Conclusion: In the 5-year period between 2007 and 2012, NH studies were shown to provide a scientific foundation for drug development, especially for rare diseases. A clear understanding of disease natural history is essential, and well-conducted NH studies were shown to facilitate rare disease drug development and approval.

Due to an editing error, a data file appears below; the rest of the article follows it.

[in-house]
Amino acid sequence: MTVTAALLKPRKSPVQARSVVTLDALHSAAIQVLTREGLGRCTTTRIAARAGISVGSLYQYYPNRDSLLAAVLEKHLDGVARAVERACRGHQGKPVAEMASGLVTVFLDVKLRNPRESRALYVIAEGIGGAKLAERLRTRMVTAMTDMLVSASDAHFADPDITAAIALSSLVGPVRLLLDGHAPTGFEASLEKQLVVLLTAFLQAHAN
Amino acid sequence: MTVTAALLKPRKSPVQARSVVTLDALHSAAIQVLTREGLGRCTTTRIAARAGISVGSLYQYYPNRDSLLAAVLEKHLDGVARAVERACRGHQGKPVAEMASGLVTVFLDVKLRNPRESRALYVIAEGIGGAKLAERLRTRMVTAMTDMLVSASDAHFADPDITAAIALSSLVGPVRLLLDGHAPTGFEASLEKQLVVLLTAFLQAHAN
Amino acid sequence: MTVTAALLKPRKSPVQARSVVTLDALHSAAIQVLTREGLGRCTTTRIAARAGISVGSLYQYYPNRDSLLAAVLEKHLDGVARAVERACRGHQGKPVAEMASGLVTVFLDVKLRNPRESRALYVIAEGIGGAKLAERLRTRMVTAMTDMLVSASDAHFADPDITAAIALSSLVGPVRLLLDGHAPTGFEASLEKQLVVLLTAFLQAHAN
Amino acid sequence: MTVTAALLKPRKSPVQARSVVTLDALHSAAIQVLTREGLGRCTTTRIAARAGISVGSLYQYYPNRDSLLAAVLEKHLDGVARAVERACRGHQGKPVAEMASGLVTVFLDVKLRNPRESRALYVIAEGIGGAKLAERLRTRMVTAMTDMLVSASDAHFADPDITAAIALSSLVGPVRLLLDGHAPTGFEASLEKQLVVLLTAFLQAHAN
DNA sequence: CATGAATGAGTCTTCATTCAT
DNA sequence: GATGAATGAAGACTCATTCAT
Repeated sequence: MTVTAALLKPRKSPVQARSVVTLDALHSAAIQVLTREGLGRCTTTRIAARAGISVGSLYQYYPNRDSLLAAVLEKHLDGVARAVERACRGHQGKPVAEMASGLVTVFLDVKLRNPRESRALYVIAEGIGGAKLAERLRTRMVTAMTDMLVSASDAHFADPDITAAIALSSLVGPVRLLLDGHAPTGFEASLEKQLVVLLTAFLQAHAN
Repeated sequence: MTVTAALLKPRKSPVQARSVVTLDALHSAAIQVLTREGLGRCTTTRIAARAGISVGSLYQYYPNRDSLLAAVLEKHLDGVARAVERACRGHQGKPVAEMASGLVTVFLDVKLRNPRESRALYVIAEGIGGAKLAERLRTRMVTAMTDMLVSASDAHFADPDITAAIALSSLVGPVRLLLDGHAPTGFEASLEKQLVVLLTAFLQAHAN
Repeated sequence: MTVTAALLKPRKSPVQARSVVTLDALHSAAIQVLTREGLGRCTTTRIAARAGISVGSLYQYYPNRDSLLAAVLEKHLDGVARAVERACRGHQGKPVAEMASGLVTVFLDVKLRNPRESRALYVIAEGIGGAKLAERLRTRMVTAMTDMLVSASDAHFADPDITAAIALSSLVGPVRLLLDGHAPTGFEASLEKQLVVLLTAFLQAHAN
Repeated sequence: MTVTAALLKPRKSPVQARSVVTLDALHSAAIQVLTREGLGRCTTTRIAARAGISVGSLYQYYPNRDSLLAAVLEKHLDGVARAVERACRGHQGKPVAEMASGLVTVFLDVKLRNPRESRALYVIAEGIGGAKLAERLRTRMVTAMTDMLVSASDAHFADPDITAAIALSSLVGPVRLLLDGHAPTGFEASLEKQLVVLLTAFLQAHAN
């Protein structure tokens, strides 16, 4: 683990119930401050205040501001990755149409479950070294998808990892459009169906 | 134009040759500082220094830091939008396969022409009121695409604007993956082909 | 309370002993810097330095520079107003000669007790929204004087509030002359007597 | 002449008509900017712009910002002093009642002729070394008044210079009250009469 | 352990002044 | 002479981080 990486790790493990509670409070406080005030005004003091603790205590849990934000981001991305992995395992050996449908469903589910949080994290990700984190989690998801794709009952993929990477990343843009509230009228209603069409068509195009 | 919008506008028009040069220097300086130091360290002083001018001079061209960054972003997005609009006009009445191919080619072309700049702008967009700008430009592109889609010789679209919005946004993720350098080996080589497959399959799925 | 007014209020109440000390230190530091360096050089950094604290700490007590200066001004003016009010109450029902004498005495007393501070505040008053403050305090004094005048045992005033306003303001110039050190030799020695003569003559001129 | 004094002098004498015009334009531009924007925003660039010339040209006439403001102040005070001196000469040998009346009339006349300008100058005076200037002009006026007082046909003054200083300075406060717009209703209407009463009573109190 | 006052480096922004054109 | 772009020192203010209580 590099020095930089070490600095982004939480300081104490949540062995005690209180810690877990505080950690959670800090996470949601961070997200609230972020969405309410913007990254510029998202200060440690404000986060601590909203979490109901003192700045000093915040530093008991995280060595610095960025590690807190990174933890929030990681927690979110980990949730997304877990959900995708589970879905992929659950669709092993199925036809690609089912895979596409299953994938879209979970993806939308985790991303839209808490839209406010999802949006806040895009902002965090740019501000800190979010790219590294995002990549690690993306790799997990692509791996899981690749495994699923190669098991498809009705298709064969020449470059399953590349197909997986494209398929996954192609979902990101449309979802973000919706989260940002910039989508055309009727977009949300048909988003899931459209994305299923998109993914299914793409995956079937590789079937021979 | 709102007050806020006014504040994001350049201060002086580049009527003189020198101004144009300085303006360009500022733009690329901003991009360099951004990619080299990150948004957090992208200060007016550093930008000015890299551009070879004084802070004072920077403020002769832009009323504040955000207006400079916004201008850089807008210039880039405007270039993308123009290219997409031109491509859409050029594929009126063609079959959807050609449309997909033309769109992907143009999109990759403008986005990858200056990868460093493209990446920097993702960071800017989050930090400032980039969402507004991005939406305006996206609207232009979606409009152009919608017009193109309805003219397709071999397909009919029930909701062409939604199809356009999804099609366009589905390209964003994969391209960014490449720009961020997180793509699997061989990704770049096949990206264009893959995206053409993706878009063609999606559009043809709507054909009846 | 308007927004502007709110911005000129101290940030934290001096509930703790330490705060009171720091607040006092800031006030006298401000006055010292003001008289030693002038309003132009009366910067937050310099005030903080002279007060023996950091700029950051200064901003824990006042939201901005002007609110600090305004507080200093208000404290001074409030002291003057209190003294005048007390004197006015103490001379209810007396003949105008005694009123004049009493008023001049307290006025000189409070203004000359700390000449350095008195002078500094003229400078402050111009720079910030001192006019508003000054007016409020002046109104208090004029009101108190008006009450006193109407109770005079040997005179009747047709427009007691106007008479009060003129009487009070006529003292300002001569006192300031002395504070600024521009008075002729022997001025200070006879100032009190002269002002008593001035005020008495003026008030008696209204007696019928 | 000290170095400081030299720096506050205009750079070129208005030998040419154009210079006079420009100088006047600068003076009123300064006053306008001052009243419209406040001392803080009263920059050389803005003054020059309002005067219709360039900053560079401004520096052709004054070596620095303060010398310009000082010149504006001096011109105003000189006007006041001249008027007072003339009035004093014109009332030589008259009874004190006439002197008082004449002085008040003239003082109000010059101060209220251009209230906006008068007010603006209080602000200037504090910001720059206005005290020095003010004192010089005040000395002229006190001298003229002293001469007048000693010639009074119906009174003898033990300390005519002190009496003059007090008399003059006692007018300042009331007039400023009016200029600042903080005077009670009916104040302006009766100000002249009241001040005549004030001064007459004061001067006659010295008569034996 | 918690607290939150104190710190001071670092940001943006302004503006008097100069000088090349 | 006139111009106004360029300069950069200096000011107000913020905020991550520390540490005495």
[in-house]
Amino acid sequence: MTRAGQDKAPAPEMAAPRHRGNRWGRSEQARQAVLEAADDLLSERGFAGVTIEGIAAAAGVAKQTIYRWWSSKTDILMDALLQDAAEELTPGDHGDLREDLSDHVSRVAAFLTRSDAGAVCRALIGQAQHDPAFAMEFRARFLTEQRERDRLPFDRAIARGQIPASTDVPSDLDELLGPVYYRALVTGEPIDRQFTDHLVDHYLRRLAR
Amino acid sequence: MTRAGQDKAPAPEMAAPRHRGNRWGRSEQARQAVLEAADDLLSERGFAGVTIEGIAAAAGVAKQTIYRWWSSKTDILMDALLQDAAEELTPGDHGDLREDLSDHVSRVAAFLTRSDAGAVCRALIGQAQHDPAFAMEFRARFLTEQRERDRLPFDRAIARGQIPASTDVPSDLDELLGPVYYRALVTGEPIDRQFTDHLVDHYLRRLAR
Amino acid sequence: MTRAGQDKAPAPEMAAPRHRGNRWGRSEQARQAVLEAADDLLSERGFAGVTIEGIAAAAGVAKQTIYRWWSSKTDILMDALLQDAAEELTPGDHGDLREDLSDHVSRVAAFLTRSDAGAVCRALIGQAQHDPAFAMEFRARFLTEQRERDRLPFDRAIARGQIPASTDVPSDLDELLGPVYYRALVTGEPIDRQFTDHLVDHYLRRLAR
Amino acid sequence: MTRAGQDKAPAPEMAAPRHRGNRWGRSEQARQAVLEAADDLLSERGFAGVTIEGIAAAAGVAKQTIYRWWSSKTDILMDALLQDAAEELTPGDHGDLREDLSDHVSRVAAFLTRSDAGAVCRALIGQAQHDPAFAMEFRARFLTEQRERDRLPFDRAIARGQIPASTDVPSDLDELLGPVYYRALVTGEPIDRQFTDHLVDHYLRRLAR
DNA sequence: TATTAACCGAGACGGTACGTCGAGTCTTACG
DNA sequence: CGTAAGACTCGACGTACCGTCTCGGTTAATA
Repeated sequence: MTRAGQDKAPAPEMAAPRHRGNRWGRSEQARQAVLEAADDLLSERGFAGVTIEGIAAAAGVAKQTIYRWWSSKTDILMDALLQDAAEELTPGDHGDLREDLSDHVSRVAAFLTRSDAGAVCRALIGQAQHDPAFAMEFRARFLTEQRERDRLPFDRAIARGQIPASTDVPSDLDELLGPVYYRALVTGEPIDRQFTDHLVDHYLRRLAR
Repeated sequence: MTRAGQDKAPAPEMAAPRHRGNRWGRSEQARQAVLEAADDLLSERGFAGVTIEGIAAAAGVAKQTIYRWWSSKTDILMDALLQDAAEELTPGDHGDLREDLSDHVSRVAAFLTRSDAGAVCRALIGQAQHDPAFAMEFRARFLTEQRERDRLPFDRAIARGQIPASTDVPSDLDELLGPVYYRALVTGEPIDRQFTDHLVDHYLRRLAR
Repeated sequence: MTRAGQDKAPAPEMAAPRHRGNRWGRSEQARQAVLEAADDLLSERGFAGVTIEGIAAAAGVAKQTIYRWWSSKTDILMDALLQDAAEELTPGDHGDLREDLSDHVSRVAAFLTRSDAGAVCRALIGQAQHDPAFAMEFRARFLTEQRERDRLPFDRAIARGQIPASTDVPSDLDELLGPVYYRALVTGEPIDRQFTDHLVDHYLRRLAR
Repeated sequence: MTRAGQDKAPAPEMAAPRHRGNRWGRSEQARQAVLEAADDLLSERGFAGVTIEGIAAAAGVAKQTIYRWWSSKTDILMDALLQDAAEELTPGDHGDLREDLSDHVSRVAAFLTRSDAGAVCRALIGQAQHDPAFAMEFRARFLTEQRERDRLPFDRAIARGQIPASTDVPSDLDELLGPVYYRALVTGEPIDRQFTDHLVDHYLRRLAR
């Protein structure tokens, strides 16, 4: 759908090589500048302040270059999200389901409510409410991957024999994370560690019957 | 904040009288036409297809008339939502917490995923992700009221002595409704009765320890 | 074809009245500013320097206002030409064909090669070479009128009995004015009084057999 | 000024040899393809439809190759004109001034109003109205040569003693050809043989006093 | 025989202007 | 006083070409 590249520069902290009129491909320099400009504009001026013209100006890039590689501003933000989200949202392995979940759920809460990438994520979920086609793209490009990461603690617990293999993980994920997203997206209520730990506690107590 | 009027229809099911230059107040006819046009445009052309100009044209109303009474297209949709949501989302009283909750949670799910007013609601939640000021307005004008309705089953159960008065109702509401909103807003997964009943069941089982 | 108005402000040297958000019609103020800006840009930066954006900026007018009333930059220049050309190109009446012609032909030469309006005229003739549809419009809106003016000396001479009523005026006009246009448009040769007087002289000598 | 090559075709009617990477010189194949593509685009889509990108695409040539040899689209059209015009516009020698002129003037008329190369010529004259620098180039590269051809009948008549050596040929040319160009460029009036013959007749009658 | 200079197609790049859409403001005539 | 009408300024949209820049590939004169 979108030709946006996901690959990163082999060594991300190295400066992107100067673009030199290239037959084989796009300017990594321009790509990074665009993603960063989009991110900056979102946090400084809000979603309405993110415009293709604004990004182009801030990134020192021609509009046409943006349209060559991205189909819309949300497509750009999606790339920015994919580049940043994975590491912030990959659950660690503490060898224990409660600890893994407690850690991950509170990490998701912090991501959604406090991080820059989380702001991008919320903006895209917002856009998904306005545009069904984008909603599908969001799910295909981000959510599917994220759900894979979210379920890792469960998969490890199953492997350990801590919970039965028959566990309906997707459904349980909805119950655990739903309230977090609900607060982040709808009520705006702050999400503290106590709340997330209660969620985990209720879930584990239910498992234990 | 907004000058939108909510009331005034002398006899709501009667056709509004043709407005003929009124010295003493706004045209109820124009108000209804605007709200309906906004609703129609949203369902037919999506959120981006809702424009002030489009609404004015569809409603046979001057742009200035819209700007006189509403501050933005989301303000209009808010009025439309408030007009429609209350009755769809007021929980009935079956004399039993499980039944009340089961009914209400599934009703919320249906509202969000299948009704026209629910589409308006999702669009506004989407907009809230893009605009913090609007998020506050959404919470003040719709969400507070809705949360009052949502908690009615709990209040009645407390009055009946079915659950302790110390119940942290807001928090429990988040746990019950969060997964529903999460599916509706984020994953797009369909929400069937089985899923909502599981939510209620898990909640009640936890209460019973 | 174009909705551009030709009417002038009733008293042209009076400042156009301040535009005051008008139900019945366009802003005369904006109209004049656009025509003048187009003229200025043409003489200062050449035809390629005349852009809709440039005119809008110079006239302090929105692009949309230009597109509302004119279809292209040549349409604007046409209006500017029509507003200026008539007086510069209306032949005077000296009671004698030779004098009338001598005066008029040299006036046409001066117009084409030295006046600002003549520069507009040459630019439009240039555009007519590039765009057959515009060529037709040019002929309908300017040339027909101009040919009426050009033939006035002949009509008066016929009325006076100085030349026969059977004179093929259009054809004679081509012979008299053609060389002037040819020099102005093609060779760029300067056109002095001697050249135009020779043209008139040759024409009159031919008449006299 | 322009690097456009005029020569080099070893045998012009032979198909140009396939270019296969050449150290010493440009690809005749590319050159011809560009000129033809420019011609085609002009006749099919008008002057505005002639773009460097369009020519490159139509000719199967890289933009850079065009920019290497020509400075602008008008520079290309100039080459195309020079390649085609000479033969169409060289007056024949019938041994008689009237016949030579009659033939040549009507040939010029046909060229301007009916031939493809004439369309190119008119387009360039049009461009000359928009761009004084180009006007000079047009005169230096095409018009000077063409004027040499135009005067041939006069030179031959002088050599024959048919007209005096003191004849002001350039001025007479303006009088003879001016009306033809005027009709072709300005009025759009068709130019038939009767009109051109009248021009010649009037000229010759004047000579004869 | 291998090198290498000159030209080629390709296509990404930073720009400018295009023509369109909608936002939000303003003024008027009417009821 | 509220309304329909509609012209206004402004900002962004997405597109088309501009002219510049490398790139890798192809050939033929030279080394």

Gajendiran Mahadevan, Ph.D (Oscar A. Chiesa, D.V.M., M.S., Ph.D., Preceptor) CVM Fellow; FDA project: Determination of Ceftiofur Metabolite Desfuroylceftiofur Cysteine Disulfide in Bovine Small Intestine by LC-MS/MS.